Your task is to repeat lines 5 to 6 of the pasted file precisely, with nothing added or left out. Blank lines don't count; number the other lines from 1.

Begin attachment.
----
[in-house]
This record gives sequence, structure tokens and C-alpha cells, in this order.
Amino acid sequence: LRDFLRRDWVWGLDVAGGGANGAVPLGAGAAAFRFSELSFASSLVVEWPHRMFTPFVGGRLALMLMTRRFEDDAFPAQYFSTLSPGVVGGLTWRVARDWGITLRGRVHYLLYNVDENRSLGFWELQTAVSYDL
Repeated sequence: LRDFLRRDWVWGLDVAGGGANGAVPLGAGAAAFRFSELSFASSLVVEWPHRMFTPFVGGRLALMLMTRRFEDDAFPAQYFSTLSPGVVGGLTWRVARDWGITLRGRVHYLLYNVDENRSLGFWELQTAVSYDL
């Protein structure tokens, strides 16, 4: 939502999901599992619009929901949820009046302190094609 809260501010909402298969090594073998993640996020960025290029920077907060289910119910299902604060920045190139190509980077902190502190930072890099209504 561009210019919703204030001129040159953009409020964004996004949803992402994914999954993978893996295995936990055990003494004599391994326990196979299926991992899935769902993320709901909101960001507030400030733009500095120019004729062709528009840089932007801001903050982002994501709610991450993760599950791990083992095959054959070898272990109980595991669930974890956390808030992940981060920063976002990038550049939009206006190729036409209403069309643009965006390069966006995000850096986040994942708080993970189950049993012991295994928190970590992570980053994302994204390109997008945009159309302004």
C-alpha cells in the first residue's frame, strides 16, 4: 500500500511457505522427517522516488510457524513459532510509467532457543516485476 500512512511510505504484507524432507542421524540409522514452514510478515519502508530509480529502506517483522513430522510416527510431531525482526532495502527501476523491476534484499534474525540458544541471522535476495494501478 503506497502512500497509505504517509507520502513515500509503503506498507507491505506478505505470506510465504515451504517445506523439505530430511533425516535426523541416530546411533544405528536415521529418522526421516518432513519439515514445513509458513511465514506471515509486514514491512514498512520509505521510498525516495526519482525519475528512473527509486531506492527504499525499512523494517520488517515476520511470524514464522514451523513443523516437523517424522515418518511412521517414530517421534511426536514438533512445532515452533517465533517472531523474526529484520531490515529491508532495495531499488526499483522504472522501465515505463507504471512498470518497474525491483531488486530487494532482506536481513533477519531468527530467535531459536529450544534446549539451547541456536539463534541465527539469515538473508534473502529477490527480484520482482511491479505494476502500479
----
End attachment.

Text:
């Protein structure tokens, strides 16, 4: 939502999901599992619009929901949820009046302190094609 809260501010909402298969090594073998993640996020960025290029920077907060289910119910299902604060920045190139190509980077902190502190930072890099209504 561009210019919703204030001129040159953009409020964004996004949803992402994914999954993978893996295995936990055990003494004599391994326990196979299926991992899935769902993320709901909101960001507030400030733009500095120019004729062709528009840089932007801001903050982002994501709610991450993760599950791990083992095959054959070898272990109980595991669930974890956390808030992940981060920063976002990038550049939009206006190729036409209403069309643009965006390069966006995000850096986040994942708080993970189950049993012991295994928190970590992570980053994302994204390109997008945009159309302004």
C-alpha cells in the first residue's frame, strides 16, 4: 500500500511457505522427517522516488510457524513459532510509467532457543516485476 500512512511510505504484507524432507542421524540409522514452514510478515519502508530509480529502506517483522513430522510416527510431531525482526532495502527501476523491476534484499534474525540458544541471522535476495494501478 503506497502512500497509505504517509507520502513515500509503503506498507507491505506478505505470506510465504515451504517445506523439505530430511533425516535426523541416530546411533544405528536415521529418522526421516518432513519439515514445513509458513511465514506471515509486514514491512514498512520509505521510498525516495526519482525519475528512473527509486531506492527504499525499512523494517520488517515476520511470524514464522514451523513443523516437523517424522515418518511412521517414530517421534511426536514438533512445532515452533517465533517472531523474526529484520531490515529491508532495495531499488526499483522504472522501465515505463507504471512498470518497474525491483531488486530487494532482506536481513533477519531468527530467535531459536529450544534446549539451547541456536539463534541465527539469515538473508534473502529477490527480484520482482511491479505494476502500479